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Re: [anonymous] [bugs #11124] ls stats symbolic link targets (fwd)

From: Bob Proulx
Subject: Re: [anonymous] [bugs #11124] ls stats symbolic link targets (fwd)
Date: Mon, 29 Nov 2004 21:58:14 -0700
User-agent: Mutt/1.5.6+20040907i

Mark H. Wilkinson wrote:
> Bob Proulx wrote:
> > Hmm...  I don't think I would call that common practice.
> Hmm; I thought I recalled Solaris 8 leaning in that direction for
> workstation users: each user has their home directory on the local disk,
> but can login to other machines if needed. It's been a while though.
> Perhaps that only works for small networks too...

I have no direct knowledge of Solaris.  But on other systems the
configuration is left entirely up to the local admin.  The choice of
using an automounter or not and how to configure it are local
conventions.  In particular we use host maps at my site.  But everyone
else I chat with think those are bad and use indirect maps.  So to me
it seems indirect maps are the most common case.

An indirect map would be something like this:

  *  -rw  &:/u/&

This is just one possible configuration.  (I needed something concrete
for discussion.)  If that were mounted on /home and all user's home
directories physically placed in /u on their home machines but were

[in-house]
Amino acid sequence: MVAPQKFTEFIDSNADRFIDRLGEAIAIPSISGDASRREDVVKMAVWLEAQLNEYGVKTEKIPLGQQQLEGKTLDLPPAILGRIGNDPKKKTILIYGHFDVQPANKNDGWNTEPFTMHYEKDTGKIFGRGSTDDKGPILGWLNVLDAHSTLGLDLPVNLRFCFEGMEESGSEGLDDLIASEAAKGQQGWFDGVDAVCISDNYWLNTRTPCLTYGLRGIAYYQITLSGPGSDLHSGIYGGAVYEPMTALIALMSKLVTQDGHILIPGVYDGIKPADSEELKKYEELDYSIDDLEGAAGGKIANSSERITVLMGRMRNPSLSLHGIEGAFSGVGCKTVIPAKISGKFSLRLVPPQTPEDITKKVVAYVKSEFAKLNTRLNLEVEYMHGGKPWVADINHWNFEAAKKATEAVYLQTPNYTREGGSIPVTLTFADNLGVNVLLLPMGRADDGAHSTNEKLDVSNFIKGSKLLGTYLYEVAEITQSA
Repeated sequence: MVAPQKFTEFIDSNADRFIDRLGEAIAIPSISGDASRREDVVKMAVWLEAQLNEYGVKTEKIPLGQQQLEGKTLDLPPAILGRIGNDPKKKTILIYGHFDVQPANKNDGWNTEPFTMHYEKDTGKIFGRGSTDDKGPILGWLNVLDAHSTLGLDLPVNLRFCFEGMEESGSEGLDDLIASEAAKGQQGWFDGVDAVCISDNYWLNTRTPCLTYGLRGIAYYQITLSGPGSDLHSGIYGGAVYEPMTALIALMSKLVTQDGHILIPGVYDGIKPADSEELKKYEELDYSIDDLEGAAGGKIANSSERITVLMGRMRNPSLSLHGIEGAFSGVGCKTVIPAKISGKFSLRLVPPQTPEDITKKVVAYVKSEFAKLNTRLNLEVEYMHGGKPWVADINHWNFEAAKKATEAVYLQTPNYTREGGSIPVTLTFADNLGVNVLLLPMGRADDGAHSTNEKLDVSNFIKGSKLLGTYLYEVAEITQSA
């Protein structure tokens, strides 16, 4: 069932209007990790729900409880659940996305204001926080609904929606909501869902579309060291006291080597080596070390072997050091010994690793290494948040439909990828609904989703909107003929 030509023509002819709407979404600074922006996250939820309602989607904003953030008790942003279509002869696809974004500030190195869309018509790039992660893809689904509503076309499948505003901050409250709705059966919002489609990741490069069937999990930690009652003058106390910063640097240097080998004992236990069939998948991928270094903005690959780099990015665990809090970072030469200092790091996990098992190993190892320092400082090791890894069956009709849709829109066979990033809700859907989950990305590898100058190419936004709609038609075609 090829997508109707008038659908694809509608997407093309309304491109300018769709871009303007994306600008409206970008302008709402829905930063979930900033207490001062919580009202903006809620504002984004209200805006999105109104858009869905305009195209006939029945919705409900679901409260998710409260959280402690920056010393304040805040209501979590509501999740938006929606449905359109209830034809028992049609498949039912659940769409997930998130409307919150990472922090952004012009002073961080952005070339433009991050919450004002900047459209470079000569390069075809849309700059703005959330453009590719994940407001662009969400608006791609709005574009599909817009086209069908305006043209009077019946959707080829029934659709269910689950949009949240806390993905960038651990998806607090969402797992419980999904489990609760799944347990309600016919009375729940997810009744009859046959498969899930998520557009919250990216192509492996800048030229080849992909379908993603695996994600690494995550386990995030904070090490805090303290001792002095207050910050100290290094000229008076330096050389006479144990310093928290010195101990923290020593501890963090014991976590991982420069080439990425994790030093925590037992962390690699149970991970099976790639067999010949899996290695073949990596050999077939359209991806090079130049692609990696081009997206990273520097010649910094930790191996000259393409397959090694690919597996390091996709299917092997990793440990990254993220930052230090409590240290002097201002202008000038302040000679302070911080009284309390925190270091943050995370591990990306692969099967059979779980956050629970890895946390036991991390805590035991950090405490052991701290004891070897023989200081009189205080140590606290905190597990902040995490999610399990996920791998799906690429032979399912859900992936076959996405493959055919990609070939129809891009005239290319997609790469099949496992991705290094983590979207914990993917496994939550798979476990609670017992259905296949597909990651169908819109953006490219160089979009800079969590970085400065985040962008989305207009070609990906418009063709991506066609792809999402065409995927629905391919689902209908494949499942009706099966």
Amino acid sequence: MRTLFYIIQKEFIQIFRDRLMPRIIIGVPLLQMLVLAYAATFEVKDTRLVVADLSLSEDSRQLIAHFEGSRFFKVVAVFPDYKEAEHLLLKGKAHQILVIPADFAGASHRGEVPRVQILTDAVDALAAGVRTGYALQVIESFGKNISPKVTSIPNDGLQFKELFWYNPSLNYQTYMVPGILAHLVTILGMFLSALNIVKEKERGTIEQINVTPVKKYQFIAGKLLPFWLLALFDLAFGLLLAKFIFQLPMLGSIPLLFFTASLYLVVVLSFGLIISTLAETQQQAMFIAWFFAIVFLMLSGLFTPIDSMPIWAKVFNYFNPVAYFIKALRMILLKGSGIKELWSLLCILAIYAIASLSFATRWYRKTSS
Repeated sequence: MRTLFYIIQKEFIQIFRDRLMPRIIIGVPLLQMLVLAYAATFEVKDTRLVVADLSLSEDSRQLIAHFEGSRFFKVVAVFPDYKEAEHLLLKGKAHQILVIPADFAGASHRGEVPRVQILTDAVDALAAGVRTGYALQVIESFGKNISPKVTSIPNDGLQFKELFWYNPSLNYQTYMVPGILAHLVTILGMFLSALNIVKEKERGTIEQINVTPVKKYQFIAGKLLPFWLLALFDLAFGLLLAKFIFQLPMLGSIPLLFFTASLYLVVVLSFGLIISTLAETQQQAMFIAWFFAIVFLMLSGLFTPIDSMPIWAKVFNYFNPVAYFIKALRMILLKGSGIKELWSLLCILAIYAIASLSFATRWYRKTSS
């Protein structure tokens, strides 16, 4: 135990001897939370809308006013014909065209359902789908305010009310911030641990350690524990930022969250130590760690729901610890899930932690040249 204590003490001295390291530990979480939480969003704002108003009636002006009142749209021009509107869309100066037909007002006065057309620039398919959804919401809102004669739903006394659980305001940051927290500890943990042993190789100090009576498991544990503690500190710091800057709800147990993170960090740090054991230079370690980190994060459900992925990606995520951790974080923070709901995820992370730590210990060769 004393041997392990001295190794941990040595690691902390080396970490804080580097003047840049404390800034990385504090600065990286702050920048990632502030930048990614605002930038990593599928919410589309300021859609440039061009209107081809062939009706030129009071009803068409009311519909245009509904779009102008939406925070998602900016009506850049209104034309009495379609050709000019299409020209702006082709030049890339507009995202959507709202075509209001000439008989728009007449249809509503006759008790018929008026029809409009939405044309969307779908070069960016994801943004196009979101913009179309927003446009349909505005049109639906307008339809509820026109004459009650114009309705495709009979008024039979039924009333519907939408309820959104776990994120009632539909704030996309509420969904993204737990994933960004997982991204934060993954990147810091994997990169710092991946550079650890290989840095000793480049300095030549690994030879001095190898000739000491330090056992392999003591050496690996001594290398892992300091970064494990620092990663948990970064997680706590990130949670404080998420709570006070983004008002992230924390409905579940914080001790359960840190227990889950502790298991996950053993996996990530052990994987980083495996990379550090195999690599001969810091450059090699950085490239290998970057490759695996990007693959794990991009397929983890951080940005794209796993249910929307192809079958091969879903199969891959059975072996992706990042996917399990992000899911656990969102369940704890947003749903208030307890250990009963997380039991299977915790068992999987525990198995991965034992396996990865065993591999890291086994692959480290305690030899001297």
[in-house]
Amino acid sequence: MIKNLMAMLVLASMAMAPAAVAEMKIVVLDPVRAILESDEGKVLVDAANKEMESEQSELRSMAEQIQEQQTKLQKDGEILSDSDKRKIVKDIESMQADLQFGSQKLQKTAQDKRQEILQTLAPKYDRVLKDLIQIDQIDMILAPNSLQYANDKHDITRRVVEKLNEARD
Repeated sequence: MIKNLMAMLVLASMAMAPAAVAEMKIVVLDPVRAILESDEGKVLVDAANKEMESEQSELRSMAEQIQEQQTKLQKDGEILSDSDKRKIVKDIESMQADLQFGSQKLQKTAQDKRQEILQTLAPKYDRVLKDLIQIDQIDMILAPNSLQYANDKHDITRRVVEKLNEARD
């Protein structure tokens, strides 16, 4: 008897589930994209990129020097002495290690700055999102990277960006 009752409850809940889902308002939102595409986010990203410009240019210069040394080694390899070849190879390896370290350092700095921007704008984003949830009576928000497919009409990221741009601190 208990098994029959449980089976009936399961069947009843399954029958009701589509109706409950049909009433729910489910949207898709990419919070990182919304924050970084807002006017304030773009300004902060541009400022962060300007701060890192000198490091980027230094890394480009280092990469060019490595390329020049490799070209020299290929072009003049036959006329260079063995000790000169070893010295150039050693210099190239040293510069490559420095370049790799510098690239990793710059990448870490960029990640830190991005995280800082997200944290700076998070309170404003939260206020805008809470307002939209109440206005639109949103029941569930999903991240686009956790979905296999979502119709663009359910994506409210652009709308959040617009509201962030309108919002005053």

logically specified as being under /home then all users can log into
all hosts and the home directory looks the same on every machine.

For example a user 'bob' would have a home ~bob specified as /home/bob
on all machines.  User bob's machine would have an alias 'bob' and
bob's actual physical home directory would be mounted /u/bob on bob's
home machine.  With wildcards expanded that becomes:

  bob -rw bob:/u/bob

That mounts bob:/u/bob, an alias to my real machine name, at /home/bob
and everything looks normal no matter which machine I log into.  Using
indirect maps in this way coupled with NIS/YP maps for the passwd file
enable a centralized administration of systems and user data.  That is
a big advantage for many sites.

Again, I did not think that the OS vendor actually specified any of
this.  It is all local configuration and convention.

At my site the convention is host maps.  Every user's ~ directory is
mounted at /net/hostname/home/user.  This works fine too for the case
just listed.  But there are problems dealing with a disk farm on a
server with many disks.  The filesystems are discovered at mount time
and on a loaded server may time out and lose a mount point.  At that
time the only way to recover is to "unbusy" the mount point and try
again.  That can be tricky in practice and few people understand it
well enough to accomplish it.  Therefore direct maps for filesystem
servers tends to work better.


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